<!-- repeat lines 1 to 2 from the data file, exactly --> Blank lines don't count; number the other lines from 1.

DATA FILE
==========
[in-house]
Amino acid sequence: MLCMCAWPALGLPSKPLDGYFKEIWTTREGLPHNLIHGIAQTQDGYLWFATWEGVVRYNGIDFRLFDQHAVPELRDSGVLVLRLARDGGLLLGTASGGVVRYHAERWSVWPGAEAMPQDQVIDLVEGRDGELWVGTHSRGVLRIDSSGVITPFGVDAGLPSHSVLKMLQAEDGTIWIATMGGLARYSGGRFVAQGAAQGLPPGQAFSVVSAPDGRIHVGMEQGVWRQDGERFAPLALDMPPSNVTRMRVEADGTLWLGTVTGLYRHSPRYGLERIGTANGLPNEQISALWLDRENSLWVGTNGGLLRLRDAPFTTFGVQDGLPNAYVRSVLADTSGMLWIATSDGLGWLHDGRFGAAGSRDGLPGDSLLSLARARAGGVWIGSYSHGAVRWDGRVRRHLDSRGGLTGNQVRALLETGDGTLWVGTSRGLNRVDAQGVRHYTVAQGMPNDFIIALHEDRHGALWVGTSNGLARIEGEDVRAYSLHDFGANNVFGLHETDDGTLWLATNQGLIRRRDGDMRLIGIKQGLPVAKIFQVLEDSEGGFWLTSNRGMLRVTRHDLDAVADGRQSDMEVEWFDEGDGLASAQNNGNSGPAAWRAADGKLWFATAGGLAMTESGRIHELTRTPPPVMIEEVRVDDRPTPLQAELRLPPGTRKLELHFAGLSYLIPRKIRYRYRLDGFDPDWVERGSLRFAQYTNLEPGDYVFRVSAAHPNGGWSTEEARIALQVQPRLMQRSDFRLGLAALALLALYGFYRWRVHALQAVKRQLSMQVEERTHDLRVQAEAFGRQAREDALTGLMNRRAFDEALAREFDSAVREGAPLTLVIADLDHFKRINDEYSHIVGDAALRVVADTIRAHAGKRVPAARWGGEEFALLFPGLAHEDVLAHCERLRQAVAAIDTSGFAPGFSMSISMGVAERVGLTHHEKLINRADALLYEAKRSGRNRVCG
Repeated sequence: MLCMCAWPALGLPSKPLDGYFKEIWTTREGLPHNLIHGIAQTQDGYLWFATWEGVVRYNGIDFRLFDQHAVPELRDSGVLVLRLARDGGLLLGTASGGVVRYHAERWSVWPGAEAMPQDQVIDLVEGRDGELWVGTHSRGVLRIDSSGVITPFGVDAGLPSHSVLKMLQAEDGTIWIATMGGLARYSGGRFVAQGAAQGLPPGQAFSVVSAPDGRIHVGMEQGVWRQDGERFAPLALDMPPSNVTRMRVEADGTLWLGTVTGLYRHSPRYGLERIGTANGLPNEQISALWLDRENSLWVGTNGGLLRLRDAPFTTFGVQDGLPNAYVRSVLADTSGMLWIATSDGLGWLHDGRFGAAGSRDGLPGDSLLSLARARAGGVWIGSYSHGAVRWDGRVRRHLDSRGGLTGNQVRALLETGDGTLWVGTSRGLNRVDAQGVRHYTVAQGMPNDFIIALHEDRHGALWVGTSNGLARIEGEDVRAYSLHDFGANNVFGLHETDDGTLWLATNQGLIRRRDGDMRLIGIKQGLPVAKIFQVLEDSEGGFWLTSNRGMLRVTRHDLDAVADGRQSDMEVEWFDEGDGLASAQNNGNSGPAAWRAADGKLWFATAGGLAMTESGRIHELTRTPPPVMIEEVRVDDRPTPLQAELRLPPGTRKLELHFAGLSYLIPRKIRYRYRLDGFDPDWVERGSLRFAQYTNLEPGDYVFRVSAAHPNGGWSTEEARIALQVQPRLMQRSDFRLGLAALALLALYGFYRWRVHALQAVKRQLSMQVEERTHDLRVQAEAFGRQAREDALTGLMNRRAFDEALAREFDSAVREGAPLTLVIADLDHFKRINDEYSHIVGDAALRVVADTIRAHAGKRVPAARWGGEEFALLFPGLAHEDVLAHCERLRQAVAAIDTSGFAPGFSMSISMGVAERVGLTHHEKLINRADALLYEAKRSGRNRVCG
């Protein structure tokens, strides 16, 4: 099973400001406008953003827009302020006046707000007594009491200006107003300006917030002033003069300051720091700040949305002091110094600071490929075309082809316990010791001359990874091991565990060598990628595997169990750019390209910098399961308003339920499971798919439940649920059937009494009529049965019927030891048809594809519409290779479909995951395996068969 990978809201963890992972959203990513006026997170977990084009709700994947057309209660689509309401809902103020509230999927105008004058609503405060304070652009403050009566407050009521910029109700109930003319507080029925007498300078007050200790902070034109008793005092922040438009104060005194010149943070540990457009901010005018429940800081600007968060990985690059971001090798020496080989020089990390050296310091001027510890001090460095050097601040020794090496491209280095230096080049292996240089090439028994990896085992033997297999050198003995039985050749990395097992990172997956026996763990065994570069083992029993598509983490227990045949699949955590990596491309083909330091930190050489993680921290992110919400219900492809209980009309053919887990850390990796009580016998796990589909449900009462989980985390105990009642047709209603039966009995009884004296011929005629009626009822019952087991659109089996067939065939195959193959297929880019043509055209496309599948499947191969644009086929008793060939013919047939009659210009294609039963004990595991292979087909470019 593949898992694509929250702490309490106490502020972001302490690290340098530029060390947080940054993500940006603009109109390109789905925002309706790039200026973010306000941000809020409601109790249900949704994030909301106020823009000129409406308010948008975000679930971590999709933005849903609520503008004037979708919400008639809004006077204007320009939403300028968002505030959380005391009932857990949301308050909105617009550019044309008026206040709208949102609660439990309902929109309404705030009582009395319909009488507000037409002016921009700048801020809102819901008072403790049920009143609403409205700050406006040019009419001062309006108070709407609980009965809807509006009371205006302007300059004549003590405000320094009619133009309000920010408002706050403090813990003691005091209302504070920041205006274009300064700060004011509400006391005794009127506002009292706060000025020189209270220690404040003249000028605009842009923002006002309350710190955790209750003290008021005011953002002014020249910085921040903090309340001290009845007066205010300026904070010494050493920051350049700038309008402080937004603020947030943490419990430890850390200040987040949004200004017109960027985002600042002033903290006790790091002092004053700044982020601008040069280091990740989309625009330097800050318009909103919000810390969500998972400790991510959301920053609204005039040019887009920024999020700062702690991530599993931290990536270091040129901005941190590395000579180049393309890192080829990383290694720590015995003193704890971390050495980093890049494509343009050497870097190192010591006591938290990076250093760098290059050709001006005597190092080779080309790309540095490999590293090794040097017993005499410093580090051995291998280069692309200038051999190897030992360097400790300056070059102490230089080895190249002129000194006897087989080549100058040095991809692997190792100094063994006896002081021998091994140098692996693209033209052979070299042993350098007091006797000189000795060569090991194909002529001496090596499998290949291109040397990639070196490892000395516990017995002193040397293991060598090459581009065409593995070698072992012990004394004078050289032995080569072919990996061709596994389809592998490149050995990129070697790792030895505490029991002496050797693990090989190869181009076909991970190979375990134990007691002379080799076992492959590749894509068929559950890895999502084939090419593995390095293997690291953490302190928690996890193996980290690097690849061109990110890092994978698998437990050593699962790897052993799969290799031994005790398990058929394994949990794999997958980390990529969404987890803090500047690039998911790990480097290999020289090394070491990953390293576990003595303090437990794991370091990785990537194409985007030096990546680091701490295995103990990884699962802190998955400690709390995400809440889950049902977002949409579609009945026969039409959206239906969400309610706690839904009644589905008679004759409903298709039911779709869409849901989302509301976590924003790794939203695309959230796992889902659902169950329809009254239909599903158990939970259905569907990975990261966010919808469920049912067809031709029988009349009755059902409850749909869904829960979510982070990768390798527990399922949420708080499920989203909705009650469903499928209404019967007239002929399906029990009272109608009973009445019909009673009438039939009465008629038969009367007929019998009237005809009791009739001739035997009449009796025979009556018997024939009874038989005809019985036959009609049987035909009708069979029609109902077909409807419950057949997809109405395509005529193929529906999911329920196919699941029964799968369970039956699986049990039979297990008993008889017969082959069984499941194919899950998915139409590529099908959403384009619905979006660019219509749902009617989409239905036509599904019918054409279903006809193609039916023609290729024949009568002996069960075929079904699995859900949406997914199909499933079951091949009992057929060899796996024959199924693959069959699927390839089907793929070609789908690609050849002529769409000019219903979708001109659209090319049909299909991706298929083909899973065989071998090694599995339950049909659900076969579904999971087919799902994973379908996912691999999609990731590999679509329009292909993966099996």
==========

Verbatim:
[in-house]
Amino acid sequence: MLCMCAWPALGLPSKPLDGYFKEIWTTREGLPHNLIHGIAQTQDGYLWFATWEGVVRYNGIDFRLFDQHAVPELRDSGVLVLRLARDGGLLLGTASGGVVRYHAERWSVWPGAEAMPQDQVIDLVEGRDGELWVGTHSRGVLRIDSSGVITPFGVDAGLPSHSVLKMLQAEDGTIWIATMGGLARYSGGRFVAQGAAQGLPPGQAFSVVSAPDGRIHVGMEQGVWRQDGERFAPLALDMPPSNVTRMRVEADGTLWLGTVTGLYRHSPRYGLERIGTANGLPNEQISALWLDRENSLWVGTNGGLLRLRDAPFTTFGVQDGLPNAYVRSVLADTSGMLWIATSDGLGWLHDGRFGAAGSRDGLPGDSLLSLARARAGGVWIGSYSHGAVRWDGRVRRHLDSRGGLTGNQVRALLETGDGTLWVGTSRGLNRVDAQGVRHYTVAQGMPNDFIIALHEDRHGALWVGTSNGLARIEGEDVRAYSLHDFGANNVFGLHETDDGTLWLATNQGLIRRRDGDMRLIGIKQGLPVAKIFQVLEDSEGGFWLTSNRGMLRVTRHDLDAVADGRQSDMEVEWFDEGDGLASAQNNGNSGPAAWRAADGKLWFATAGGLAMTESGRIHELTRTPPPVMIEEVRVDDRPTPLQAELRLPPGTRKLELHFAGLSYLIPRKIRYRYRLDGFDPDWVERGSLRFAQYTNLEPGDYVFRVSAAHPNGGWSTEEARIALQVQPRLMQRSDFRLGLAALALLALYGFYRWRVHALQAVKRQLSMQVEERTHDLRVQAEAFGRQAREDALTGLMNRRAFDEALAREFDSAVREGAPLTLVIADLDHFKRINDEYSHIVGDAALRVVADTIRAHAGKRVPAARWGGEEFALLFPGLAHEDVLAHCERLRQAVAAIDTSGFAPGFSMSISMGVAERVGLTHHEKLINRADALLYEAKRSGRNRVCG